January 15, 2019
Connected thermostats provide an opportunity to deliver energy savings through equipment control, provide value to the grid as a load management resource, enable data-driven program evaluation, and engage customers in support of behavioral change. The number of CEE members promoting these products and services has grown significantly over the past five years and continues to be an area of significant interest within residential portfolios.
CEE Member Connected Thermosat Pilot and Program Efforts (2013-2017)1
Due to the diversity of CEE members and their operating environments, program administrators are seeking to pursue connected thermostat offerings for myriad purposes. These purposes can range from enabling energy savings from ongoing HVAC operations to promoting connected thermostats as a deemed measure or a measure based on performance, managing peak energy consumption (or other balancing challenges) collecting data that may lead to greater energy savings or program participation, or better engaging with customers.
Program Dimensions of CEE Member Connected Thermostat Efforts
With a proliferation of products now on the market and programs supporting these devices, CEE members worked with industry partners to develop an overview of strategies that are documented to realize savings from connected thermostats.
Consensus-based Guidance to Advance the Market
Spanning a wide range of program objectives and member needs, this Program Guide serves to achieve the following objectives:
- Establish common definitions and background data regarding the energy saving and peak demand reduction impact of connected thermostats to reduce customer confusion and help members effectively use limited program resources
- Characterize the capabilities of connected thermostats that may credibly differentiate products that save energy and enhance consumer satisfaction, drawing on data from dozens of member program assessments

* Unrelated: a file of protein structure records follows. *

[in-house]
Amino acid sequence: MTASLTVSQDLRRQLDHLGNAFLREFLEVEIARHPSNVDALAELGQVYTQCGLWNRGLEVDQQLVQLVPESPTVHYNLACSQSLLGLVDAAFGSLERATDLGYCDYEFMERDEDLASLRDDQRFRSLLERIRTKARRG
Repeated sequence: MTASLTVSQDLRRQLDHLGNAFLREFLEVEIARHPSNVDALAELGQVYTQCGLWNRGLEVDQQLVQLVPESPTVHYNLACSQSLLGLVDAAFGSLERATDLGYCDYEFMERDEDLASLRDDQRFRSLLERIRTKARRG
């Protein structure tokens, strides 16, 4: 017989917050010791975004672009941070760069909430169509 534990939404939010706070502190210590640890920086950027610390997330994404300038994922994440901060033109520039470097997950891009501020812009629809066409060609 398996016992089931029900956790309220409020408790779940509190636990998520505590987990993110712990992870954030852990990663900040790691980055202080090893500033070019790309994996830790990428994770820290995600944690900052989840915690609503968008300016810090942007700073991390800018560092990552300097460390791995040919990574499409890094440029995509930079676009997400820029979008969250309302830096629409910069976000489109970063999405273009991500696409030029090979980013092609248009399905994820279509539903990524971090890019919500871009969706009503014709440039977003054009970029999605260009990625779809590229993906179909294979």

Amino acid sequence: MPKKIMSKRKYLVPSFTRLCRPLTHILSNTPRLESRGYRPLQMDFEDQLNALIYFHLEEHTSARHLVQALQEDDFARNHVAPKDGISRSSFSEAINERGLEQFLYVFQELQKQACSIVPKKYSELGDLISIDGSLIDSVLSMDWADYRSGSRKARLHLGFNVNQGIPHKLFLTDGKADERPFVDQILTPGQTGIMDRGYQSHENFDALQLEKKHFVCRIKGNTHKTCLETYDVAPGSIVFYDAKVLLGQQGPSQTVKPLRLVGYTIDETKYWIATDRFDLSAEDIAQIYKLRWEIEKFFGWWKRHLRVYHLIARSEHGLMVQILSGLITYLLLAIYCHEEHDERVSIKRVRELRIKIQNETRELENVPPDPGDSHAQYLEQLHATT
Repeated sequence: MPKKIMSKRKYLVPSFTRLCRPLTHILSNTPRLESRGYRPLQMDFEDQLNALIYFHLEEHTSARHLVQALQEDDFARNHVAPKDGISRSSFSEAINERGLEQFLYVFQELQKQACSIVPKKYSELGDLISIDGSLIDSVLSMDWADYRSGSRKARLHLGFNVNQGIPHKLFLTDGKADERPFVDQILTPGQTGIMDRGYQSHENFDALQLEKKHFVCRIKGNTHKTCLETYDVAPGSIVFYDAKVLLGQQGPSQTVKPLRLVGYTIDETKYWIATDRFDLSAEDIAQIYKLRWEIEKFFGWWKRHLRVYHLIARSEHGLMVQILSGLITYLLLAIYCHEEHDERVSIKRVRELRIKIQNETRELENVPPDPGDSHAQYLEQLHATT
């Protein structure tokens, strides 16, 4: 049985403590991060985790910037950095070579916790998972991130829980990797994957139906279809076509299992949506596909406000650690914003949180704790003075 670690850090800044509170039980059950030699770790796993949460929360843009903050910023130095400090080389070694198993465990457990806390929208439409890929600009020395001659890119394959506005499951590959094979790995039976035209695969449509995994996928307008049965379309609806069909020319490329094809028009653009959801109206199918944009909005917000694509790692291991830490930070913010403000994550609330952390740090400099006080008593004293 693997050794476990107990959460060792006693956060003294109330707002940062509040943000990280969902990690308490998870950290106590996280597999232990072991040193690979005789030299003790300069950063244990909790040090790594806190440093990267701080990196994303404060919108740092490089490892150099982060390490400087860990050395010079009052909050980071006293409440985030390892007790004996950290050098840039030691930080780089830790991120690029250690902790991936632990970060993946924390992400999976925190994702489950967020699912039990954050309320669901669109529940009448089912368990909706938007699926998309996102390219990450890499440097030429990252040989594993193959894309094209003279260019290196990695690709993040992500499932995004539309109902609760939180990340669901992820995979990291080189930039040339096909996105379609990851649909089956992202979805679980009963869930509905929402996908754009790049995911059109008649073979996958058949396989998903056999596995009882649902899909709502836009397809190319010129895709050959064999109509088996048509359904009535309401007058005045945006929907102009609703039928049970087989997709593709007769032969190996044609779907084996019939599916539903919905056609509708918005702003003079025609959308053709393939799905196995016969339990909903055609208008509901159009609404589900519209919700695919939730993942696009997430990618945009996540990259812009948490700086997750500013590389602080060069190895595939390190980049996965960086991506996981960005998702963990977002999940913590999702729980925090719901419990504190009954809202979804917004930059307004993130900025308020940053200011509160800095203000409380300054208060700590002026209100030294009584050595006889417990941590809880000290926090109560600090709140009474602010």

- Provide consensus program design considerations and recommendations developed by program administrators that seek to address program goals relative to data reporting, load management, and behavior change
Designing Connected Thermostat Programs to Deliver Savings
The Program Guide identifies recommendations for achieving benefits in the following four categories, through shared definitions and components that can be applied by any member across the United States and Canada:
- Energy Savings recommends adoption of a performance approach—specifically, ENERGY STAR® Connected Thermostat Specification Version 1.02 —where feasible; for members interested in a features approach, it provides a recommended outline of product capability requirements that program administrators may consider given their individual operating environments. (Section 4.1)
- Data Reporting outlines a series of recommended components for connected thermostat providers that, with customer authorization to share data, can be leveraged by program administrators to support objectives such as enhanced equipment feedback, measurement and verification, and customer value. (Section 4.2)
- Load Management Functionality outlines a series of recommended components for connected thermostats that could be leveraged to manage time-dependent energy consumption through such means as direct load control and grid signal communication. (Section 4.3)
- Incorporation of Behavioral Science Insights encourages the incorporation of behavioral insights that could achieve even higher energy savings through motivating behavior change. (Section 4.4)
For more information, contact Senior Program Manager Alice Rosenberg
1 Data collected from CEE Appliance Program Summaries, Connected Program Summaries, Behavior Program Summaries, Existing Homes Program Summaries, HVAC Program Summaries, and ETC Catalog of Assessments. Some member organizations had more than one program or pilot in a given year.
2 US EPA estimates that ENERGY STAR certified connected thermostats yield an average of 8 percent heating and cooling energy savings per household.